A humble businessman with a buried past seeks justice when his daughter is killed in an act of terrorism. A cat-and-mouse conflict ensues with a government official, whose past may hold clues to the killers' identities.
The drug war on the U.S.-Mexico border has escalated as the cartels have begun trafficking terrorists across the US border. To fight the war, federal agent Matt Graver re-teams with the mercurial Alejandro.
Benicio Del Toro,
A gritty L.A crime saga which follows the intersecting and often personally connected lives of an elite unit of the LA County Sheriff's Dept. and the state's most successful bank robbery crew as the outlaws plan an impossible heist on the Federal Reserve Bank of downtown Los Angeles.Written by
The film was in development for roughly fourteen years, where director Christian Gudegast and a writing partner had a blind deal with New Line Cinema in 2003. The project was also later supposed to be distributed by the now-defunct Relativity Media at one point as well. See more »
When Merrimen is driving the armored truck at the second checkpoint, as it enters the Federal Reserve Bank building, a subway train can be seen running through what is supposed to be the bank building in the distance above. See more »
A fun, well paced movie that isn't pretending to be something it's not
You can't enter a movie like this expecting some cinematic masterpiece. If you do so, you'll be obviously disappointed. Otherwise, it's a completely entertaining and fun ride through some surprisingly complex characters and an unexpectedly intricate game of cat and mouse.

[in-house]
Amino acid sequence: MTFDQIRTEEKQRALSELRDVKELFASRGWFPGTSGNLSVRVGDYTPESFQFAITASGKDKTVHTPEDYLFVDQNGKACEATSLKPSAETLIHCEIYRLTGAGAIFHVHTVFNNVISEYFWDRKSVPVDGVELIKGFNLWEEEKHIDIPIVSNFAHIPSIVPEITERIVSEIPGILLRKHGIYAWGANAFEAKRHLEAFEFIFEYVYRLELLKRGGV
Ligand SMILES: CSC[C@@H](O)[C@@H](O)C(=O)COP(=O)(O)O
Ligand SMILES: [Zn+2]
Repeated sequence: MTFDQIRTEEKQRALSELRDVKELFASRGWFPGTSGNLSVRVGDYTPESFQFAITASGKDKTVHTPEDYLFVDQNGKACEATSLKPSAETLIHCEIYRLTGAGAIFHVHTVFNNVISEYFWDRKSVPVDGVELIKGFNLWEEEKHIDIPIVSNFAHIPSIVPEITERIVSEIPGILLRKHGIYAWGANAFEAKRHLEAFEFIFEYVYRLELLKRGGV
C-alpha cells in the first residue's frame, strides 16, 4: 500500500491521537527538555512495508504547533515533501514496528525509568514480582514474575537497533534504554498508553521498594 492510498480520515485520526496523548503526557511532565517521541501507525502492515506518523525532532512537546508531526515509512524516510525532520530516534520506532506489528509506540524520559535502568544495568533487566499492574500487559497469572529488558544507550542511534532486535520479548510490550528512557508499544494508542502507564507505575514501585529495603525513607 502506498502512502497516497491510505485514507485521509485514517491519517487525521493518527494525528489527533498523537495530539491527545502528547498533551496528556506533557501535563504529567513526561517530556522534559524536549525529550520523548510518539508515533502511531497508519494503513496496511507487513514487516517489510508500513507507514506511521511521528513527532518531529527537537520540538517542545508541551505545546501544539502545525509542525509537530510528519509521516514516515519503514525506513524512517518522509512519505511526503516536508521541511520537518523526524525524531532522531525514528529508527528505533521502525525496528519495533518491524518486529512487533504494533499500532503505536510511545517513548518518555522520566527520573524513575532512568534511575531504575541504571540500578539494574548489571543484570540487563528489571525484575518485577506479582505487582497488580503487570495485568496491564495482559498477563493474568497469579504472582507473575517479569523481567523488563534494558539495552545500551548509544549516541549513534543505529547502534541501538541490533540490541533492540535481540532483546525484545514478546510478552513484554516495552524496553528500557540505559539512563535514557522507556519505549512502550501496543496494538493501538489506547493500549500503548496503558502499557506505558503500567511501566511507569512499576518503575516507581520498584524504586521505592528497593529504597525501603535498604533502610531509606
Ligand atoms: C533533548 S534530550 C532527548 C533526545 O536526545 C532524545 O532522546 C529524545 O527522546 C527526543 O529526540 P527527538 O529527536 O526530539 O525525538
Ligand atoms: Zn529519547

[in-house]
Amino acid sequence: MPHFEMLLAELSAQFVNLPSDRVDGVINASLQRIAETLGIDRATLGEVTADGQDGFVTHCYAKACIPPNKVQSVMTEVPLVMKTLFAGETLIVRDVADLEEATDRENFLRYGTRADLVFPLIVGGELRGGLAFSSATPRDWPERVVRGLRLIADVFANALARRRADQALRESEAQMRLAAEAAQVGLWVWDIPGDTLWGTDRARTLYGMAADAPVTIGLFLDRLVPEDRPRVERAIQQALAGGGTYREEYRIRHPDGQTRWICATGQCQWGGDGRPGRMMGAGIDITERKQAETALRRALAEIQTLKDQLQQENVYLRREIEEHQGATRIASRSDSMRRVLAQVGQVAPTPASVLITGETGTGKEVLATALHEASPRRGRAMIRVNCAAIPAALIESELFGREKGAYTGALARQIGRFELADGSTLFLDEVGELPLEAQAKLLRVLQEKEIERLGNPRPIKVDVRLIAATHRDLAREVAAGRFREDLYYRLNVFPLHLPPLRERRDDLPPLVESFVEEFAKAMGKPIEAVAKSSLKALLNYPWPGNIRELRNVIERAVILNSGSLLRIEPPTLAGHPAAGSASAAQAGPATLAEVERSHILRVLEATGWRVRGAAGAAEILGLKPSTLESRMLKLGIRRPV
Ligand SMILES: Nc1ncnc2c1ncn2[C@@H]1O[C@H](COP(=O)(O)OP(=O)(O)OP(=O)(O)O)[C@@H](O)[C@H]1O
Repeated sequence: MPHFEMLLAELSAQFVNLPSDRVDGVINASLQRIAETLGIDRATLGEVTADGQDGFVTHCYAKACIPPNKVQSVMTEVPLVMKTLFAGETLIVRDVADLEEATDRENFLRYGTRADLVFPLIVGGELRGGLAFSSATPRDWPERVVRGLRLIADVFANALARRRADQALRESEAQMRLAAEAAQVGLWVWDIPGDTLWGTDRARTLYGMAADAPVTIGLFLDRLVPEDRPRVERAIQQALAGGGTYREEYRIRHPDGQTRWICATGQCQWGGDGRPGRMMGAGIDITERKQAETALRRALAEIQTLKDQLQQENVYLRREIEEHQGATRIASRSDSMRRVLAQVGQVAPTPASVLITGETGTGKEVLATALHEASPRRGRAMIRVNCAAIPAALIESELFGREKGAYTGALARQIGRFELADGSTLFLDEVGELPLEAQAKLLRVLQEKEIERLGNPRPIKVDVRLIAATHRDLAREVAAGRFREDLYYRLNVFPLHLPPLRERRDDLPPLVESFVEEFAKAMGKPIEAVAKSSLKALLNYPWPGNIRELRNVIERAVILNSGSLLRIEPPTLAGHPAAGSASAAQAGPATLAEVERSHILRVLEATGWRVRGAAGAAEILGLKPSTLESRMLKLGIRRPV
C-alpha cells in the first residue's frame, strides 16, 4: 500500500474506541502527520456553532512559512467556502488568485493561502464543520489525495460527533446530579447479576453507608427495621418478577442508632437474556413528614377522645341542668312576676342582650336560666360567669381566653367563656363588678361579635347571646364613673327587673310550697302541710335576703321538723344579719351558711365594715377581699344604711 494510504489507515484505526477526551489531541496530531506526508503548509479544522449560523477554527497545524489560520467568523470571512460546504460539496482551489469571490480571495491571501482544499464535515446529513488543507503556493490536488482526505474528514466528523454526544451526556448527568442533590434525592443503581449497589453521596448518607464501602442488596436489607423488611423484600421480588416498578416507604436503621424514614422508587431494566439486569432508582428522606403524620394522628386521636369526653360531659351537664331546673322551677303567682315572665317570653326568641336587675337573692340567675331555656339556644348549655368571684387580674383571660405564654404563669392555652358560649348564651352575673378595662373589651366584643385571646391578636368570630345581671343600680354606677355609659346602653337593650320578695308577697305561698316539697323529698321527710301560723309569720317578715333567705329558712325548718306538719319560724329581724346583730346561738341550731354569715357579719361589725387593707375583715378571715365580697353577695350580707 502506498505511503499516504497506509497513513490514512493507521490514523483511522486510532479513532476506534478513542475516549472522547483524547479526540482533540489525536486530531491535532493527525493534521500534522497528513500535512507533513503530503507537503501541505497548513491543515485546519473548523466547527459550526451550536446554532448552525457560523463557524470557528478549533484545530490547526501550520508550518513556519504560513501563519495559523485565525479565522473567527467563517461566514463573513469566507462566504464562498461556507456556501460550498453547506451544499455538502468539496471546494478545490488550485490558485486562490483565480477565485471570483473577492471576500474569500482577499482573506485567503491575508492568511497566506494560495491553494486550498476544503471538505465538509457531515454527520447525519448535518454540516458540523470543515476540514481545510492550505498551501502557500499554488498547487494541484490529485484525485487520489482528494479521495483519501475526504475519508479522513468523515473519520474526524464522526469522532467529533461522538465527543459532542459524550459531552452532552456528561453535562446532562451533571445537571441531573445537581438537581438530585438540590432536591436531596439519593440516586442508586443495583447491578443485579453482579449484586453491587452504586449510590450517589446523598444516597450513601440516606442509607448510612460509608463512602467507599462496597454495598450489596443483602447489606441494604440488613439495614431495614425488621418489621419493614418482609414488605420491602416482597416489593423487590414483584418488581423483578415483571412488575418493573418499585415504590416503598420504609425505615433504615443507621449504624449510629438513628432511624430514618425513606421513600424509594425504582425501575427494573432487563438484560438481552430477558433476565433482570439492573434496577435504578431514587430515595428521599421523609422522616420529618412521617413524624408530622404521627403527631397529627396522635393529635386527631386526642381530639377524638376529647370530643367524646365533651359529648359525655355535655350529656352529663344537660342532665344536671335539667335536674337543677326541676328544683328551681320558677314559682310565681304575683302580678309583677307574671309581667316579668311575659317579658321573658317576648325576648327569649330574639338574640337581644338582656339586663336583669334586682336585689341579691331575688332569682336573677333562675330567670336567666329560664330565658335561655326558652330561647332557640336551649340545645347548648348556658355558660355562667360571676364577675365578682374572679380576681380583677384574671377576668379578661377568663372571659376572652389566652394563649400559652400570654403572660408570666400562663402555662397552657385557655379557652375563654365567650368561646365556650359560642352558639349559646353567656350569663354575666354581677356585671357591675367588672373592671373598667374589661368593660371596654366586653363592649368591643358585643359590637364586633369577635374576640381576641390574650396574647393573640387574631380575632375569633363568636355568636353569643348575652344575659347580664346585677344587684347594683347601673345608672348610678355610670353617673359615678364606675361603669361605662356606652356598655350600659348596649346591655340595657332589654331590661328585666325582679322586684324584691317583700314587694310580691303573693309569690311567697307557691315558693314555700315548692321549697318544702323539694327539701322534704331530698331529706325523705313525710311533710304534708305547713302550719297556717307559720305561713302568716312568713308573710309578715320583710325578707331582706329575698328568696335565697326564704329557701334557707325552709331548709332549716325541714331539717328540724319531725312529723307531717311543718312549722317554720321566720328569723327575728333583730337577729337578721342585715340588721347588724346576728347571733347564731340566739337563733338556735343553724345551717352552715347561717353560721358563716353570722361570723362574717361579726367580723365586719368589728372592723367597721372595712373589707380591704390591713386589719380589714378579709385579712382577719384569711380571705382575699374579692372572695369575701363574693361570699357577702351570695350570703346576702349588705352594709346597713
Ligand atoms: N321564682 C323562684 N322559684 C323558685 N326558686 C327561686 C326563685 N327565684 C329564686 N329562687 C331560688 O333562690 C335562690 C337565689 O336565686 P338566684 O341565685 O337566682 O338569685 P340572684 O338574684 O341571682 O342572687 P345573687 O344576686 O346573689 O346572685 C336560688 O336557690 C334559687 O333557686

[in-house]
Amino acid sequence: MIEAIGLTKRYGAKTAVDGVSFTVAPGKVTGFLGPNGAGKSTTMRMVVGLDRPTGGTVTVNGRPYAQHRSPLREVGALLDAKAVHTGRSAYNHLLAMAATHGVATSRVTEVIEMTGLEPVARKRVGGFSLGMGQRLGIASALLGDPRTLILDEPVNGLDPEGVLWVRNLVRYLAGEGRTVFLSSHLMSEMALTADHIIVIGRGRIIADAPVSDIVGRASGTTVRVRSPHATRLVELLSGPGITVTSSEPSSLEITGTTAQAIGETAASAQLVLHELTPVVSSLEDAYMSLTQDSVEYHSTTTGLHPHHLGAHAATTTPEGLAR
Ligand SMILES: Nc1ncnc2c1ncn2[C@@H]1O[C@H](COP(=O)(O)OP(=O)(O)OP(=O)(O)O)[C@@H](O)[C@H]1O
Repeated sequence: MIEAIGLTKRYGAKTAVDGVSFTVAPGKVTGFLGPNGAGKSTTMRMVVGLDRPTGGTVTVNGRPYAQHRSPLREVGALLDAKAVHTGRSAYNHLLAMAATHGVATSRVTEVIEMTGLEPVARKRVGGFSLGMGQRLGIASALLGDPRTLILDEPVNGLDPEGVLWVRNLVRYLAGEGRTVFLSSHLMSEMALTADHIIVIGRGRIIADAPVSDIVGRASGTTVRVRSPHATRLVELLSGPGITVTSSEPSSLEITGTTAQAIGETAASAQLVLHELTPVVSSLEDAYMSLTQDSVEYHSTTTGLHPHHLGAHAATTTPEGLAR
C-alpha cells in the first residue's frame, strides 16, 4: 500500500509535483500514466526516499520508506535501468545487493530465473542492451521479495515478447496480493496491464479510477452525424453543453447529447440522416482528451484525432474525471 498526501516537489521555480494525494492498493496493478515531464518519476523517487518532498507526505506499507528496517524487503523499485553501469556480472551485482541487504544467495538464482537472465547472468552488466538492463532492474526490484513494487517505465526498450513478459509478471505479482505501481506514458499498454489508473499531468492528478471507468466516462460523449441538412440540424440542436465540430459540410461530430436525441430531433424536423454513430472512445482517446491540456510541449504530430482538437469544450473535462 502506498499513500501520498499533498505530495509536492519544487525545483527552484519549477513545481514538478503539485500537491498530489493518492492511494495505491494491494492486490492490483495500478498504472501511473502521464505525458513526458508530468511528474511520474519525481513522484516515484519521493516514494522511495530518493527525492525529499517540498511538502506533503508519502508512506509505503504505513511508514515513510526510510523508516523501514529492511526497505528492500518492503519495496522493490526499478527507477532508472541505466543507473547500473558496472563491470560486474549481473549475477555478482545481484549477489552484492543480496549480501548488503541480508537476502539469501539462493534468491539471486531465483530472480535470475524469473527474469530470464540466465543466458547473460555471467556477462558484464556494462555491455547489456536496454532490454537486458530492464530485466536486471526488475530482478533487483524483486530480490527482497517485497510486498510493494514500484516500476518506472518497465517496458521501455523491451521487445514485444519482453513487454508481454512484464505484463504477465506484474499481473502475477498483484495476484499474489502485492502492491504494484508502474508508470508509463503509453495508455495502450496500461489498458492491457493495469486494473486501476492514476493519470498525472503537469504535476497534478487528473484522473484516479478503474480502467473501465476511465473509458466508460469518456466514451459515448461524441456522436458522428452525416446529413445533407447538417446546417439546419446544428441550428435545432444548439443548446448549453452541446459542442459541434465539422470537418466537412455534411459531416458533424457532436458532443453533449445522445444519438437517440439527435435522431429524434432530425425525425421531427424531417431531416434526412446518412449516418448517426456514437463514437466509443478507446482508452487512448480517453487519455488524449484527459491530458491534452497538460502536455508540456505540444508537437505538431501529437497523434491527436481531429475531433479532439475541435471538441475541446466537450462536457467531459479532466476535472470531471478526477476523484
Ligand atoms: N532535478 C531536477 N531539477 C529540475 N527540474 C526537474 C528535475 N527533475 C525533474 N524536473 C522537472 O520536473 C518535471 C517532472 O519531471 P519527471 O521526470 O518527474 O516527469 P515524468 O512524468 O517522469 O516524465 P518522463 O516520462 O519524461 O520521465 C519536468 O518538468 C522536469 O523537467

There have been some comparisons of this movie to the movie Heat, and I think they may be somewhat warranted. OBVIOUSLY, this does not hold the gravitas of a mid-90's DeNiro/Pacino face-off, but plot structure, pacing, character development and the Los Angeles backdrop were all very familiar.
At the core, you have Pablo Schreiber, who is 1 or 2 decent movies away from being given a real shot at a career defining role. He led this film effortlessly and truly gives you a very raw sense of character. Gerard Butler plays Gerard Butler and convincingly so. The two square off for 140 minutes and it's surely fun to watch.
The 140 minute runtime seems to have garnered some attention from reviewers. Yeah, it's long, but it really doesn't feel that way. The pace of the film is stellar, and you never really feel any "look down at your phone" moments. The heist movie is often times full of overdone clichés and unconvincing "suspense" but for some reason this film was able to put a fresh twist on everything you see.
If you've seen a trailer for the film, you'll be very happy with it. I think this is a case of extremely good marketing and a trailer can make or break your audience's expectations for a film. From the trailer, you see a crew of goons led by some wannabe badass and a crew of cops trying to intimidate them and take them down. The trailer doesn't give you much of a glimpse at anything more than elementary storyline, which is why if you see this film, you'll be pleasantly surprised.
Had more fun in a theater than I can remember in recent years.
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